In a World of Addicts…


(Photo Courtesy of Sarah Meadows)

Frighteningly powerful technology companies, such as Apple, are taking over first world countries one household at a time, managing to turn one initial purchase into a lifelong supply of purchases.

Sarah Meadows, Photojournalist

Take a stroll through Yorba Linda High School and view the hundreds of students hiding their personalities behind the screens of their smartphones as opposed to creating personal connections with each other. The problem only seems to be on the rise as parents are becoming brainwashed into believing that the vision of toddlers engrossed by iPads is and has always been the “norm.” One may only wonder how much more addicted teenagers will become to their smartphones. What will happen as the problem progresses?

Despite the negative connotation of smartphones in the lives of teenage students, it is critical to remember the positive aspects that are tied into the addiction. Educational applications and enhancements are becoming more and more affordable and accessible, which gives hope to those in fear of the future of society.

Not to be a sour apple, but even the most hopeful hints of success when it comes to the future of technology drag along scary thoughts. If smartphones are being accompanied by educational benefits, society will push for brainwashed parents to buy their students phones earlier and earlier for “academic purposes.” This will give name-brand companies the perfect opportunity to pretend to not notice the epidemic rather than having to fix such a problem as they ever so easily could. As a matter of fact, when Apple was being urged to fix phone addiction, they easily added a new feature to iOS that has gone quite a long way in a short period of time.

This feature is called “Screen Time,” and it allows iPhone users to track their screen time. From the numbers of hours spent on the phone, to the break down of which apps are utilized the longest, this feature is shocking to smartphone addicts left and right. In addition, the feature tracks such data as the number of times one picks up their phone a day. For instance, Mackenzie Clifton (10) displayed that on one full school day, she was on her phone for 4 hours and 32 minutes, with her most used app being in the “Games” genre. Aaron White (11) spent 2 hours and 55 minutes on the same day, picking up his cellphone 98 times.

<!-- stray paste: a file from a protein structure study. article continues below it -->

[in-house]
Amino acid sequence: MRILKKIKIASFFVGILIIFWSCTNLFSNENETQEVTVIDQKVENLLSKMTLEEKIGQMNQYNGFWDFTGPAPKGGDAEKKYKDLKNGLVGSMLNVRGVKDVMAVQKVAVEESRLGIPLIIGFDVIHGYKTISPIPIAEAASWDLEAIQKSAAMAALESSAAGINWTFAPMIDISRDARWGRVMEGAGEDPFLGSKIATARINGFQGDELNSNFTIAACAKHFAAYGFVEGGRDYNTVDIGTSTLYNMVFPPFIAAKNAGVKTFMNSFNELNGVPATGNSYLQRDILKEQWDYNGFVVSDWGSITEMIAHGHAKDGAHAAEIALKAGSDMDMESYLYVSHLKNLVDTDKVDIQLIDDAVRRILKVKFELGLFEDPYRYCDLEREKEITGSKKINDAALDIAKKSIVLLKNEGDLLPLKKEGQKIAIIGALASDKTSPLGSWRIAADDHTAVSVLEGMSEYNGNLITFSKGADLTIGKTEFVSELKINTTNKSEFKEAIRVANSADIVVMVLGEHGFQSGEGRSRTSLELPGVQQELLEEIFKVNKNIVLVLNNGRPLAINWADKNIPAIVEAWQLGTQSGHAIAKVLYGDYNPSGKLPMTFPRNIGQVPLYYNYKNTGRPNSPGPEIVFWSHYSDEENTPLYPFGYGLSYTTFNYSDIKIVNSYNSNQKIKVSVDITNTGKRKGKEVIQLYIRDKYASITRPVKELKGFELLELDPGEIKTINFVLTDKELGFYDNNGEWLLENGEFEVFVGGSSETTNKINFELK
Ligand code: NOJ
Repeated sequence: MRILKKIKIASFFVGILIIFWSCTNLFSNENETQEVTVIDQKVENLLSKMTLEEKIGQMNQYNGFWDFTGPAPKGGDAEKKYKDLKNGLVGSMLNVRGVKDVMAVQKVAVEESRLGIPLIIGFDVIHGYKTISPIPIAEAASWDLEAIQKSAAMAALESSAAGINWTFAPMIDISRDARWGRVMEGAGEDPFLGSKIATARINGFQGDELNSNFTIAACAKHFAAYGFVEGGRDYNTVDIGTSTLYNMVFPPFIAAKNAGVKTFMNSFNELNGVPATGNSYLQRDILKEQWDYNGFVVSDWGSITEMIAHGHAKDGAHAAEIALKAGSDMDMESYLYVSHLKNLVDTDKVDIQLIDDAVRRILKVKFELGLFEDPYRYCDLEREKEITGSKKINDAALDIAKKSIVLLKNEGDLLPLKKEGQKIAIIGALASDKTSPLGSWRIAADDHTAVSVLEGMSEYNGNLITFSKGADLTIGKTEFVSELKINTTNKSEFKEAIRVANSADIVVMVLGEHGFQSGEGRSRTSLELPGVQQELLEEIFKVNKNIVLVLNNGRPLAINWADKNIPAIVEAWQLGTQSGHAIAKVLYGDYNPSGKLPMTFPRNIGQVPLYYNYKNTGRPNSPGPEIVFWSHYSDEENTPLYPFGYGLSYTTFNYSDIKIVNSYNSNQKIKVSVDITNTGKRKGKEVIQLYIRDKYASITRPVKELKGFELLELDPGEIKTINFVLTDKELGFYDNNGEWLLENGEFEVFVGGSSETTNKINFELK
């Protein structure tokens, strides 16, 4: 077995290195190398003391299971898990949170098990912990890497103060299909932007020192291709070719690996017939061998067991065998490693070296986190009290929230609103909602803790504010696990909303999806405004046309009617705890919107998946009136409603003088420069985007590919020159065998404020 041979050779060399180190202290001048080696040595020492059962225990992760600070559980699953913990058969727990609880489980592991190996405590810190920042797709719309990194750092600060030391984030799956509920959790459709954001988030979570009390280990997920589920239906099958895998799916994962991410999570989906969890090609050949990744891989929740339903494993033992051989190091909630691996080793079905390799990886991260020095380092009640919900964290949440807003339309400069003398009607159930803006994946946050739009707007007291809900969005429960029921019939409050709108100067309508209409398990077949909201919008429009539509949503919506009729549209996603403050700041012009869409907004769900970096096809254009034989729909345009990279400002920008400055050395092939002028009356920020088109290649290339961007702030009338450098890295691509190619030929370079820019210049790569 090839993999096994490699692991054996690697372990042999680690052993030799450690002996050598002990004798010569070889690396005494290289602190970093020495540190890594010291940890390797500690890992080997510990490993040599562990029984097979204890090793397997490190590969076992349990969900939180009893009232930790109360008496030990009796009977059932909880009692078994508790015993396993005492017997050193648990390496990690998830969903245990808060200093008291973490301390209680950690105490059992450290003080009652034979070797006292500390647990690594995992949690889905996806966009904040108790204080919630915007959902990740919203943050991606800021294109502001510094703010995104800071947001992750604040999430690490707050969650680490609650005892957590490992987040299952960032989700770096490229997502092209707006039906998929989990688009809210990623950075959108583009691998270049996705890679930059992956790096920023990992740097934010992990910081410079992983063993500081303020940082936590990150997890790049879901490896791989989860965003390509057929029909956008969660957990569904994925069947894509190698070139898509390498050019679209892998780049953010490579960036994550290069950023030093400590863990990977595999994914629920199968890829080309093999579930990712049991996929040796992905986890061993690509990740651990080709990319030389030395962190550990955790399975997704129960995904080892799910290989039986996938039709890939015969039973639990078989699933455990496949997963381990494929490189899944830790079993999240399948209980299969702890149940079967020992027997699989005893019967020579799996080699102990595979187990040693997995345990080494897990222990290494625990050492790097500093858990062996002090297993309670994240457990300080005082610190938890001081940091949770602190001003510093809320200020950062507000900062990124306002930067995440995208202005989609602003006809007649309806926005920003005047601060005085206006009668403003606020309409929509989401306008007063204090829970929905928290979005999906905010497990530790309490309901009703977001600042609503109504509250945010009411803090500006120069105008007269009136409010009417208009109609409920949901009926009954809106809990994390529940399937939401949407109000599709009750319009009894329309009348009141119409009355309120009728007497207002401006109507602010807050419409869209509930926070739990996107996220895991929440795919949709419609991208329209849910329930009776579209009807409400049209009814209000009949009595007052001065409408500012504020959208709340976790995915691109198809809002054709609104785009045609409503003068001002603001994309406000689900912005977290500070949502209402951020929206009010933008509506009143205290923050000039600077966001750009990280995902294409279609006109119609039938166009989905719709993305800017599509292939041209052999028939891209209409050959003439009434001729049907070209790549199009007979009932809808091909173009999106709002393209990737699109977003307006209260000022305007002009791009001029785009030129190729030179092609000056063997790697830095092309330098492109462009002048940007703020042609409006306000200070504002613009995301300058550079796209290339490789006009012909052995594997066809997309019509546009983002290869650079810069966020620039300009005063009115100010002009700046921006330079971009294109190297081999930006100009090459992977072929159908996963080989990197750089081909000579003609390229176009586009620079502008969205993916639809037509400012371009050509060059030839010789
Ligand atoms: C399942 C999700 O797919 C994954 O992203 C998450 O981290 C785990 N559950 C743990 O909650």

Collecting this data from fellow students, I felt overwhelmed and rather isolated from the individuals who participated in the investigation, as I could never possibly come close to this level of addiction. Or at least I thought. On a normal school day, I spent 4 hours and 34 minutes on my cell phone, scrolling through Instagram at a high of 1 hour and 45 minutes. Additionally, I picked up my iPhone 146 times in one day. The level of shock that I felt when I realized that I, too, was one of society’s addicts hit hard. I had always somehow told myself that I rarely used my phone when I wanted to, and rather only when I needed to. Nevertheless, 1 hour and 45 minutes on Instagram is not exactly necessary. If I was as shocked with my data as I honestly was, how many other students are living a clueless life in need of a reality check? Or should I say a reality shock?

Unequivocally, students, including myself, need to be taught the dangers of the continuation of widespread phone addiction. It has social, educational, and motivational consequences that are, indeed, dangerous. JB Sebastiano (11) ever so intelligently stated, “we do not live long enough to live all of our lives behind our screens.” If the average person lives 79 years, then those 79 years should be spent exploring life’s greatest wonders, not exploring the web.